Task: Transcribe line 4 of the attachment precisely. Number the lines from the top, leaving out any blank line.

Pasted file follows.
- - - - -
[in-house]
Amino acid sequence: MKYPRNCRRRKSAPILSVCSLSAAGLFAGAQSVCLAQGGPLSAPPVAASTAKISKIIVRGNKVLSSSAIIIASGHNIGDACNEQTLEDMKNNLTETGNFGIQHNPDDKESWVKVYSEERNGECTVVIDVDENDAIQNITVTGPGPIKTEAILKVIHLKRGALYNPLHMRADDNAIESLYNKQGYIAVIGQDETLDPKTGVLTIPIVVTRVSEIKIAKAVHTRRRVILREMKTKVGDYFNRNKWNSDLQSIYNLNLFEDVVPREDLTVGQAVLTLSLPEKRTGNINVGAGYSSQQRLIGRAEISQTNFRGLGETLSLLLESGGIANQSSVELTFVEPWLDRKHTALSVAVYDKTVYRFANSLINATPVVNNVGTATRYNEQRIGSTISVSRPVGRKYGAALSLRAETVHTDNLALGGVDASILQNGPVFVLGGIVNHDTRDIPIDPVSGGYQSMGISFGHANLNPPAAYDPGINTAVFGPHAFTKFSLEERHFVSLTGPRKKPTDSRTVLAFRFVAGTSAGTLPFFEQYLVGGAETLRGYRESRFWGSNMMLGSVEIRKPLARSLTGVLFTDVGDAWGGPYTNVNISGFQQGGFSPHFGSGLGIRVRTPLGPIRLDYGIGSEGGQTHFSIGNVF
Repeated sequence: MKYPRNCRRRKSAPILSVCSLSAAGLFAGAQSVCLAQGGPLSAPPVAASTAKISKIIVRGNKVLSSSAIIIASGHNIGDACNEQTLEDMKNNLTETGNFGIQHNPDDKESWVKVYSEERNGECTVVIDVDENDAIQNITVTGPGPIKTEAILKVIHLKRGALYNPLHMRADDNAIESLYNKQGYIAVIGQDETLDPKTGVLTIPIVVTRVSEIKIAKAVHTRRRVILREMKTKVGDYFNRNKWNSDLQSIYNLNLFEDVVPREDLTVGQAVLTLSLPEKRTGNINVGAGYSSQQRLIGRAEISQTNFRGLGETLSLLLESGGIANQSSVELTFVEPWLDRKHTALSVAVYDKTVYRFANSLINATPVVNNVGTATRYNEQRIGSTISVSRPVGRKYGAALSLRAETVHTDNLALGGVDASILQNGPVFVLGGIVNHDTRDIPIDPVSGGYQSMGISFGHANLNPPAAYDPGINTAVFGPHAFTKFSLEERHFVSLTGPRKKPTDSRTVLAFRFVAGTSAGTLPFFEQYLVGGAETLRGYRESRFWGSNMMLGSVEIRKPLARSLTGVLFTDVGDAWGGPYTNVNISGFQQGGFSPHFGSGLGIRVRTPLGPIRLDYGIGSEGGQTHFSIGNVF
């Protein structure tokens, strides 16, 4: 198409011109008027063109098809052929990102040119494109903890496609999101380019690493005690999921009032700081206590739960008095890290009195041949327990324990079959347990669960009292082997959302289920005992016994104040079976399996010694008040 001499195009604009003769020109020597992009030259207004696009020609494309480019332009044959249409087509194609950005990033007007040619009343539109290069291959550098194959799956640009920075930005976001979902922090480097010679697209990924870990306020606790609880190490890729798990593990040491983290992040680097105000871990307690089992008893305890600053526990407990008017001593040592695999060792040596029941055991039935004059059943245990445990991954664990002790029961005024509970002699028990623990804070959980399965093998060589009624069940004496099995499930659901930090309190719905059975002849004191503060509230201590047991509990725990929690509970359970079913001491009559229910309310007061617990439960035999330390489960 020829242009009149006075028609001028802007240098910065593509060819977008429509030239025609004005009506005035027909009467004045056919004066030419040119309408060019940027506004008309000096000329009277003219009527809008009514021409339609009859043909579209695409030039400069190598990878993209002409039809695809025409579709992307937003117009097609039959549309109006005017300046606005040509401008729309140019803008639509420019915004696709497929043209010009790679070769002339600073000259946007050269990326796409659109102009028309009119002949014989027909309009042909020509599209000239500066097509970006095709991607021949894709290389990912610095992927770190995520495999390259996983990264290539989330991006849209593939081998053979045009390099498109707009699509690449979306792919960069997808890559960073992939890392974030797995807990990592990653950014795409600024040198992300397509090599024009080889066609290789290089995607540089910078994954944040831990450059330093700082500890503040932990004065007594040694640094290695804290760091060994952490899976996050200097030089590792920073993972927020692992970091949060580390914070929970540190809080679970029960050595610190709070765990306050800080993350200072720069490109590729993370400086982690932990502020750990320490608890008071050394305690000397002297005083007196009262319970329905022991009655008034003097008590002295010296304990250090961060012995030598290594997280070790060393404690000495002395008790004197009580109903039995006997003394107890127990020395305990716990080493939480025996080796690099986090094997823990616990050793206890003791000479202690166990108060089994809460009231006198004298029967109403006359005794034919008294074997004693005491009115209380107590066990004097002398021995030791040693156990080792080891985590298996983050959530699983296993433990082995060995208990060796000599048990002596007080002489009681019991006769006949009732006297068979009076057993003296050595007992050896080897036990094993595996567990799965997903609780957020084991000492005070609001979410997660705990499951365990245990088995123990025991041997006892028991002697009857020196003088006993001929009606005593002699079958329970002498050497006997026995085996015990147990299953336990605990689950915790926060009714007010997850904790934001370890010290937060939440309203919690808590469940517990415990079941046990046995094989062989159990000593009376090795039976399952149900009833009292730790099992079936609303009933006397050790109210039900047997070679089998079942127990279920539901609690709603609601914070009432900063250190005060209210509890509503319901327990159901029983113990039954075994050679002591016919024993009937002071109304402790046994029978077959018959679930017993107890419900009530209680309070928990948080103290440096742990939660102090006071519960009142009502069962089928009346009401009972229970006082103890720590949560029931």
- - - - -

């Protein structure tokens, strides 16, 4: 198409011109008027063109098809052929990102040119494109903890496609999101380019690493005690999921009032700081206590739960008095890290009195041949327990324990079959347990669960009292082997959302289920005992016994104040079976399996010694008040 001499195009604009003769020109020597992009030259207004696009020609494309480019332009044959249409087509194609950005990033007007040619009343539109290069291959550098194959799956640009920075930005976001979902922090480097010679697209990924870990306020606790609880190490890729798990593990040491983290992040680097105000871990307690089992008893305890600053526990407990008017001593040592695999060792040596029941055991039935004059059943245990445990991954664990002790029961005024509970002699028990623990804070959980399965093998060589009624069940004496099995499930659901930090309190719905059975002849004191503060509230201590047991509990725990929690509970359970079913001491009559229910309310007061617990439960035999330390489960 020829242009009149006075028609001028802007240098910065593509060819977008429509030239025609004005009506005035027909009467004045056919004066030419040119309408060019940027506004008309000096000329009277003219009527809008009514021409339609009859043909579209695409030039400069190598990878993209002409039809695809025409579709992307937003117009097609039959549309109006005017300046606005040509401008729309140019803008639509420019915004696709497929043209010009790679070769002339600073000259946007050269990326796409659109102009028309009119002949014989027909309009042909020509599209000239500066097509970006095709991607021949894709290389990912610095992927770190995520495999390259996983990264290539989330991006849209593939081998053979045009390099498109707009699509690449979306792919960069997808890559960073992939890392974030797995807990990592990653950014795409600024040198992300397509090599024009080889066609290789290089995607540089910078994954944040831990450059330093700082500890503040932990004065007594040694640094290695804290760091060994952490899976996050200097030089590792920073993972927020692992970091949060580390914070929970540190809080679970029960050595610190709070765990306050800080993350200072720069490109590729993370400086982690932990502020750990320490608890008071050394305690000397002297005083007196009262319970329905022991009655008034003097008590002295010296304990250090961060012995030598290594997280070790060393404690000495002395008790004197009580109903039995006997003394107890127990020395305990716990080493939480025996080796690099986090094997823990616990050793206890003791000479202690166990108060089994809460009231006198004298029967109403006359005794034919008294074997004693005491009115209380107590066990004097002398021995030791040693156990080792080891985590298996983050959530699983296993433990082995060995208990060796000599048990002596007080002489009681019991006769006949009732006297068979009076057993003296050595007992050896080897036990094993595996567990799965997903609780957020084991000492005070609001979410997660705990499951365990245990088995123990025991041997006892028991002697009857020196003088006993001929009606005593002699079958329970002498050497006997026995085996015990147990299953336990605990689950915790926060009714007010997850904790934001370890010290937060939440309203919690808590469940517990415990079941046990046995094989062989159990000593009376090795039976399952149900009833009292730790099992079936609303009933006397050790109210039900047997070679089998079942127990279920539901609690709603609601914070009432900063250190005060209210509890509503319901327990159901029983113990039954075994050679002591016919024993009937002071109304402790046994029978077959018959679930017993107890419900009530209680309070928990948080103290440096742990939660102090006071519960009142009502069962089928009346009401009972229970006082103890720590949560029931």